• What happens if you sprinkle some salt in your glass? Which liquid does it dissolve in? What does this tell you about salt? Try it with sugar. Is there a difference?

TRY fireworks completeWhat’s going on?

A helpful reminder in chemistry says, “Like dissolves like.” This means that only molecules and compounds with similar properties can dissolve one another. In the case of oil and water, the two liquids do not mix because they are not “like” compounds.Water is polar – each water molecule has a negative end and a positive end. This polarity makes water molecules stick to each other. Oil on the other hand, is nonpolar. There are no negative or positive charges, so water does not stick to oil; it would rather stick to itself. This explains why the oil and water don’t mix, but why does the oil stay on the top of the glass? Oil floats on water because it is less dense than water. Oil is less dense than water because there are fewer oil molecules than water molecules in any given volume. What about the food coloring? The food coloring is water-based, so it does not dissolve in the oil. When we pour the food coloring and the oil into the jar, the food coloring falls through the oil because it is denser. The color drops are also a little bit denser than water because of the color dye molecules, so the drops fall through the water too. But as they fall through the water, they begin to dissolve. This diffuses the drops outward and makes the ‘fireworks” effect.



Edible Science: Ice Cream

Shake off the heat with a cool, tasty treat!


You will need:

Ice cream ingredients

  • 1 cup whole milk
  • 2 Tbsp. sugar
  • ½ tsp. vanilla extract


  • 4 cups ice cubes
  • ½ cup rock salt or ice cream salt
  • 2 zip seal quart-size freezer bags
  • 1 zip seal gallon-size bag
  • Kitchen towel or gloves or oven mitts
  • Measuring spoons
  • Measuring cup
  • Timer or clock


  1. Add your ingredients (milk, sugar, vanilla) to one of the quart-size bags. Remove excess air from the bag and seal it so it is shut tight.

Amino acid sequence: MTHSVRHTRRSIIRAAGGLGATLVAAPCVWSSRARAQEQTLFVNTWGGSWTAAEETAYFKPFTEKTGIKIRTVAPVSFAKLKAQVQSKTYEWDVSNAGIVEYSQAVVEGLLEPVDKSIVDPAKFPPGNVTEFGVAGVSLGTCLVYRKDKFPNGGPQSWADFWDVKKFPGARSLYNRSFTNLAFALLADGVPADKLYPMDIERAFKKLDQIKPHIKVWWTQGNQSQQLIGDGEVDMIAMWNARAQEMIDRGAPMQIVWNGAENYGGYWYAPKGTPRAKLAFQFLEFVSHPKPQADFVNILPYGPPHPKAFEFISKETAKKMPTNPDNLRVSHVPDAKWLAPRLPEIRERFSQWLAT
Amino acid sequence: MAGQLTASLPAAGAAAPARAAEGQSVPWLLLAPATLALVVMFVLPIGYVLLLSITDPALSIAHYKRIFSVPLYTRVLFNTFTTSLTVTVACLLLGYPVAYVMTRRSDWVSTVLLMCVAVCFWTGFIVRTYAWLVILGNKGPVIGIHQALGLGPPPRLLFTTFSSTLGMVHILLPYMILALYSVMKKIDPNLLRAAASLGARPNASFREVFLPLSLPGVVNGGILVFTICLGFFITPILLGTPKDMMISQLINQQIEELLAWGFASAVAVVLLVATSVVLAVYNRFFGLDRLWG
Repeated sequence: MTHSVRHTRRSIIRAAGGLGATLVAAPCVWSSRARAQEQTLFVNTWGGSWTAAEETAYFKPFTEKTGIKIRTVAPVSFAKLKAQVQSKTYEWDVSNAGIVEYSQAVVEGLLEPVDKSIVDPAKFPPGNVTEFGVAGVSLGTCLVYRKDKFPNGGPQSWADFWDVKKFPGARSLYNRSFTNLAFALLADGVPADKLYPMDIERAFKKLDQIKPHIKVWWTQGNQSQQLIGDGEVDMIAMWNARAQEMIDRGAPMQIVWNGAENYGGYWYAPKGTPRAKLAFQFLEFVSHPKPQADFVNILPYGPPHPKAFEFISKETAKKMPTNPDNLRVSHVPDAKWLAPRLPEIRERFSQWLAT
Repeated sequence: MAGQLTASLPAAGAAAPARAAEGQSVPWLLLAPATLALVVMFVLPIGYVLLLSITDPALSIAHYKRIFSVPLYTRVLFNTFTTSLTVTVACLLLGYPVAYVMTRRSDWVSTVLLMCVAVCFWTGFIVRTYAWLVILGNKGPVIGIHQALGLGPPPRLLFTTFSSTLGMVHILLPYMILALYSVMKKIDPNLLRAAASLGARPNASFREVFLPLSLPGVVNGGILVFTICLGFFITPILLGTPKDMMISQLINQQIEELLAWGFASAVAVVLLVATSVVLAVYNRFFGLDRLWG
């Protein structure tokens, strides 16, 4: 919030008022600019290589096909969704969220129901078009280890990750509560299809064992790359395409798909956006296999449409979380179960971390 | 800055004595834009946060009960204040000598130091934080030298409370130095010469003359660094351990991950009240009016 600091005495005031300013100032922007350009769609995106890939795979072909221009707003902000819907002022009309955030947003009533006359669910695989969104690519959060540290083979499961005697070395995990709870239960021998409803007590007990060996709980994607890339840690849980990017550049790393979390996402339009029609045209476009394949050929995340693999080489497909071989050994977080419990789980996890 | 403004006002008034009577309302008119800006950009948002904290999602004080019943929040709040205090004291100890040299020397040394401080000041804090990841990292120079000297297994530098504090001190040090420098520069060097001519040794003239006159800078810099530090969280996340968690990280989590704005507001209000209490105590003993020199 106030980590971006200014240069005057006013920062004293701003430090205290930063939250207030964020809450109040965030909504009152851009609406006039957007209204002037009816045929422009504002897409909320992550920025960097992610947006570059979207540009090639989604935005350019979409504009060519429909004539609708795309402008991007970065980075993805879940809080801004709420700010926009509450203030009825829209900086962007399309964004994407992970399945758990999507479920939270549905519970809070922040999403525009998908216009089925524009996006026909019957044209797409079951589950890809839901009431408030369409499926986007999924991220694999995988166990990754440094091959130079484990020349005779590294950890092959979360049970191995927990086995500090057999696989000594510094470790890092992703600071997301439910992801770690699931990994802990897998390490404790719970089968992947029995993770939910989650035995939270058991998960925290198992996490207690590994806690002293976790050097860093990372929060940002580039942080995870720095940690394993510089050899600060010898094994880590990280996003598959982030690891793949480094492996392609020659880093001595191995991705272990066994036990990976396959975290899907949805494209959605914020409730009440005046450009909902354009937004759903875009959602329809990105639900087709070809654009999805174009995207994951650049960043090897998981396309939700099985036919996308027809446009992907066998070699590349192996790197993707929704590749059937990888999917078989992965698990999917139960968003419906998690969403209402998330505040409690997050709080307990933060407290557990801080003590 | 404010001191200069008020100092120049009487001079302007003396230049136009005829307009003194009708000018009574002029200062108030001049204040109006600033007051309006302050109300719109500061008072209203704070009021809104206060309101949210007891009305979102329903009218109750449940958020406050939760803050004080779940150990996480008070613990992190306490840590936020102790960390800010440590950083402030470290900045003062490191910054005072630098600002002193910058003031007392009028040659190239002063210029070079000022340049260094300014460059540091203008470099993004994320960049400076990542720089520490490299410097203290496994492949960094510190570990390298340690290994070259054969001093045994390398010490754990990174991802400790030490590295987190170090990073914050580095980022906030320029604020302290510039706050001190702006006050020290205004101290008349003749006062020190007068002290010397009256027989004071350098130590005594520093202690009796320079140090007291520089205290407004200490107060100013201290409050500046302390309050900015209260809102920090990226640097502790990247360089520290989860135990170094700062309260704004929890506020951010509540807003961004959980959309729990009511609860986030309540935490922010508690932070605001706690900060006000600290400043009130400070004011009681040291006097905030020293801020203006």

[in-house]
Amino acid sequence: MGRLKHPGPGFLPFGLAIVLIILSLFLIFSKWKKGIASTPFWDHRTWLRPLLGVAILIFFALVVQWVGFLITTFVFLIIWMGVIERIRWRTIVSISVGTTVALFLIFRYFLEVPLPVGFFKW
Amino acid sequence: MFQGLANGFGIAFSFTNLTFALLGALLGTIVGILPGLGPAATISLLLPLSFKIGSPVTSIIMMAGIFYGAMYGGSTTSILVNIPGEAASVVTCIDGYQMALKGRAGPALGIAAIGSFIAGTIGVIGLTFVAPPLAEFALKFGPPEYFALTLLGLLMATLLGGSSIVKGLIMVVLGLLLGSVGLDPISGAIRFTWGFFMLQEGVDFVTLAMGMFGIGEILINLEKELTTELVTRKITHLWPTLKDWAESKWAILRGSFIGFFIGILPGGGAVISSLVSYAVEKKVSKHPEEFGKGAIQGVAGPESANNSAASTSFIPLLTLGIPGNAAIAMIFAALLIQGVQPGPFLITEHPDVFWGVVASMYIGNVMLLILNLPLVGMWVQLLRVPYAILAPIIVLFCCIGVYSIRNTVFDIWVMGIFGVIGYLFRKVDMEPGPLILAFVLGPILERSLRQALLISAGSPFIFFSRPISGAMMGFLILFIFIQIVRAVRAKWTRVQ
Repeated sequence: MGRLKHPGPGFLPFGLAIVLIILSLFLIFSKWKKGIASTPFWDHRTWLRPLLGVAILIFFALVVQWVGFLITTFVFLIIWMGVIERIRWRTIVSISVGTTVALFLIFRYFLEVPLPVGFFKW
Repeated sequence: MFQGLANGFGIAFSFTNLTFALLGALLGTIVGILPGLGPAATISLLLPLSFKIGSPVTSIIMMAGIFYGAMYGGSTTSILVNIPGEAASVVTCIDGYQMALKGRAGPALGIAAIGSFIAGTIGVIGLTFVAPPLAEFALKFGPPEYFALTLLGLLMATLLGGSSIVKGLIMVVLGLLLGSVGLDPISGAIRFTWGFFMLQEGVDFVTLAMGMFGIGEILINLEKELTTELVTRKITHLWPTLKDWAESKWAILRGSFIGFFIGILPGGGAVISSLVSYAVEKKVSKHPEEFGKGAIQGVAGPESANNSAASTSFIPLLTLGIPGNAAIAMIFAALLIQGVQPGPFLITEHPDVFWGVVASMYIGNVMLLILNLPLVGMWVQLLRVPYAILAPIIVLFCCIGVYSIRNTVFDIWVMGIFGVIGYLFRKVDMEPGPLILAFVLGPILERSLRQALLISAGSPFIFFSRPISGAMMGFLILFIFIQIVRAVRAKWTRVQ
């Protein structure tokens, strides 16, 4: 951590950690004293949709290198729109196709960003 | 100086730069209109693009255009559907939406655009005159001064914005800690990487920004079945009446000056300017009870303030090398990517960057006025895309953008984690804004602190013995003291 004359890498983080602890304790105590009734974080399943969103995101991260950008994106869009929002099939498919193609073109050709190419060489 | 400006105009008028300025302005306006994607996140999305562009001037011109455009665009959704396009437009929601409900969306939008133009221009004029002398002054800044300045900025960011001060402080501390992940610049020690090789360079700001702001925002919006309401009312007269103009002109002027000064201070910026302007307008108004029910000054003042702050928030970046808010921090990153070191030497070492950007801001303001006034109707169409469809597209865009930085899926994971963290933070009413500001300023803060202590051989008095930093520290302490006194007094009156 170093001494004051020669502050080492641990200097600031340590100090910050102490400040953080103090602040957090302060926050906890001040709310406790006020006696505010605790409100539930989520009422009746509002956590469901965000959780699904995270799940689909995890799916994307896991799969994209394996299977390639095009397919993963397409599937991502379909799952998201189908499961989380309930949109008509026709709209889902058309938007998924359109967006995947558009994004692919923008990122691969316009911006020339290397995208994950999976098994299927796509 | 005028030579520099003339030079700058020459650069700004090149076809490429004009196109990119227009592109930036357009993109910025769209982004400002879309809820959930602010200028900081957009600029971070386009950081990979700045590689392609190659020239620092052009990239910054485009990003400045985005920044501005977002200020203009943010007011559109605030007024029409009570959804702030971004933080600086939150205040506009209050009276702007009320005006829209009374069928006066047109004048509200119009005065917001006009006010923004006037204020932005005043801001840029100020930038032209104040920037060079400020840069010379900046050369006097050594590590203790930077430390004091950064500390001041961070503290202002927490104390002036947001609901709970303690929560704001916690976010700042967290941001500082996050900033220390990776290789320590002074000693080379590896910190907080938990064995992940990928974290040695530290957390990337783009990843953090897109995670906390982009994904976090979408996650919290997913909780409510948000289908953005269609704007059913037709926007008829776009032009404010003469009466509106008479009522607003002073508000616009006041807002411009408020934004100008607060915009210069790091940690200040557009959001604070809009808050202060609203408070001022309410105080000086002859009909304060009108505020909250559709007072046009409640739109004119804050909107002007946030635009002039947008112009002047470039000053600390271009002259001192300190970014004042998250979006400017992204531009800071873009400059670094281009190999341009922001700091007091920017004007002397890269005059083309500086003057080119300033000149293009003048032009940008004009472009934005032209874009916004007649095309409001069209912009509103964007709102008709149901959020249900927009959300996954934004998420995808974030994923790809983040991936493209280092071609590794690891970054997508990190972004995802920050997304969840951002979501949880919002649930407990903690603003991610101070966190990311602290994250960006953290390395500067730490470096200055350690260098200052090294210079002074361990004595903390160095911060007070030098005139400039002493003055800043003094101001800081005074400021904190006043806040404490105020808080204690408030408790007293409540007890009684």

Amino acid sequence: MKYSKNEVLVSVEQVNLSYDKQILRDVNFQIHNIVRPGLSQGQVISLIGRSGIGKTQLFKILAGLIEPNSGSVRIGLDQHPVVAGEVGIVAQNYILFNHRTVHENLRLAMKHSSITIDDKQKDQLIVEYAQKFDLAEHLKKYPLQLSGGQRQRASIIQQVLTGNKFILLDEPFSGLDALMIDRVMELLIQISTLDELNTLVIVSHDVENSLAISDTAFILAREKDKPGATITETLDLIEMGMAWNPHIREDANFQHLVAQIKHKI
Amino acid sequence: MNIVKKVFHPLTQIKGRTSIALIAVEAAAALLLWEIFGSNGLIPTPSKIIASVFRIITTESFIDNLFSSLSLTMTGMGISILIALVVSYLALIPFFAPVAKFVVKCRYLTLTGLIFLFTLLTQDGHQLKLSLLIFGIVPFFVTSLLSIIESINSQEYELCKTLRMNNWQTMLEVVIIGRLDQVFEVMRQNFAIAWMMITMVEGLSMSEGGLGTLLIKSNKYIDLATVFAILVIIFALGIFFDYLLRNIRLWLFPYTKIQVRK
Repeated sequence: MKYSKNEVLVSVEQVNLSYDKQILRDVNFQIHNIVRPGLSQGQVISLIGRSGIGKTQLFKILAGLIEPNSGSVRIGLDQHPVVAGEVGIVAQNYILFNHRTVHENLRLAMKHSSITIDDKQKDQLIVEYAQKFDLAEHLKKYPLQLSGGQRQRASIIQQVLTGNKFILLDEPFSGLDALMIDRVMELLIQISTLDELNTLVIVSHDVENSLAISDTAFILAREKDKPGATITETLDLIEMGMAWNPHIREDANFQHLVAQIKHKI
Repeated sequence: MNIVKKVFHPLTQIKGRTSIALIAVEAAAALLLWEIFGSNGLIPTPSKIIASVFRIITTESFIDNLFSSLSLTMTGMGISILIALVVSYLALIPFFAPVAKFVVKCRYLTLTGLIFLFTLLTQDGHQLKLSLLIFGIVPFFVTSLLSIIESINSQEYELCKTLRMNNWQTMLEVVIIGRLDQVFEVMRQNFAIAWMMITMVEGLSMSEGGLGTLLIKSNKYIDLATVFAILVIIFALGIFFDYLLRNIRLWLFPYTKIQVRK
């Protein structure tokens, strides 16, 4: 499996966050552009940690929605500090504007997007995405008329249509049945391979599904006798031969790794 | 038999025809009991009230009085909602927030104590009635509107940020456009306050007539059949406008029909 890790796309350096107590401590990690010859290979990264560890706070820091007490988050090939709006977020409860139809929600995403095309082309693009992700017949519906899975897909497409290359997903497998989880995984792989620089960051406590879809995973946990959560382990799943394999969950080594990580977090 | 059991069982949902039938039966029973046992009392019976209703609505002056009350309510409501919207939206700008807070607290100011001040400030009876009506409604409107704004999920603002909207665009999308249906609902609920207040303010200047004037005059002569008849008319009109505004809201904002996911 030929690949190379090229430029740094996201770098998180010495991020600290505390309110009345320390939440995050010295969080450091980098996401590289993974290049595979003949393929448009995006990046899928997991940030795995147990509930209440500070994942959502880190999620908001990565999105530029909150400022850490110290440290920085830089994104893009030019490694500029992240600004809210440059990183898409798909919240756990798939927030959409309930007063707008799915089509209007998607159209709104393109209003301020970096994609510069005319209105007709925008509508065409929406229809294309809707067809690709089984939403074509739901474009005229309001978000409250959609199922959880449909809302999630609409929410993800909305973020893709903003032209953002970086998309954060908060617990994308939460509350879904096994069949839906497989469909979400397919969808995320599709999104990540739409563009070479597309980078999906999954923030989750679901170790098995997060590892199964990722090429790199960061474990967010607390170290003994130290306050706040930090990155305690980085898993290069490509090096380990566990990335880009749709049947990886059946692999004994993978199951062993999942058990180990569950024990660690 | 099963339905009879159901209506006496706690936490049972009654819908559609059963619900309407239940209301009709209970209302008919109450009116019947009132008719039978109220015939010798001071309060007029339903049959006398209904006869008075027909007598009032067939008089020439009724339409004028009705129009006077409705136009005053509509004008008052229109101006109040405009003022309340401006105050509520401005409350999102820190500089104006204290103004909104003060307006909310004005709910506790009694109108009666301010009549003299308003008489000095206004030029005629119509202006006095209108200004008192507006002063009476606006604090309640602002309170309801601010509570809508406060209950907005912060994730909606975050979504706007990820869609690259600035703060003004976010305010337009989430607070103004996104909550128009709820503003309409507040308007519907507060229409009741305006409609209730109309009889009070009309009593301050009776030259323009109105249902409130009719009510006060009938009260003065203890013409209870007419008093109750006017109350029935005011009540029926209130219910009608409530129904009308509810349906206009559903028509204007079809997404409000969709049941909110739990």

2. “Double bag” it: Place your bag of ingredients inside a second quart-size bag, remove the air, and seal completely.
  3. Open the gallon-size bag, place your ice cream ingredients bag inside, then add ice and salt, remove any excess air, and seal the gallon bag shut.
  4. This next part can get messy – go outside! Use gloves, oven mitts, or a towel to help you hold the bag. The outer bag will be cold and will get wet and drippy as the ice melts.
  5. Set your timer or note the time and start SHAKING the bag!! Continue shaking for five minutes.
  6. Check your ingredients bag. Is your ice cream ready to eat? If not, keep shaking! Continue checking your ingredients every five minutes. Is your ice cream freezing?
  7. When your ice cream is thick enough, check your timer and note how long it took to freeze, then open your small ice cream bag and … EAT!

Take it further:

  1. Why did you add salt to your ice? Do different kinds of salt (table salt, kosher salt, sea salt) have different effects? Which one works best?
  2. Try it again without the salt. Does your ice cream freeze?
  3. Do different types of milk or cream give different tastes? Does one freeze in less than five minutes? Try the recipe with heavy whipping cream or half & half to compare to whole milk.
  4. Try making different flavors using fruit extracts or chocolate syrup. Can you make a custom flavor like strawberry vanilla?

Where’s the science?

The freezing point of a liquid depends on how many things are dissolved in the liquid. Milk, for example, is water with a bunch of things dissolved or dispersed in it, like fat, sugar, protein, vitamins, and minerals. Milk is actually an emulsion because the fat and protein molecules are suspended in the water instead of dissolved. Your ice cream is an emulsion too! When you add the sugar and vanilla to your milk, you’ve added more things (solutes) to the water (solvent). Adding all of these solutes makes it harder to freeze the solution, so the freezing point goes down. We now have a solution that freezes at a lower temperature than water. How do we get colder than ice?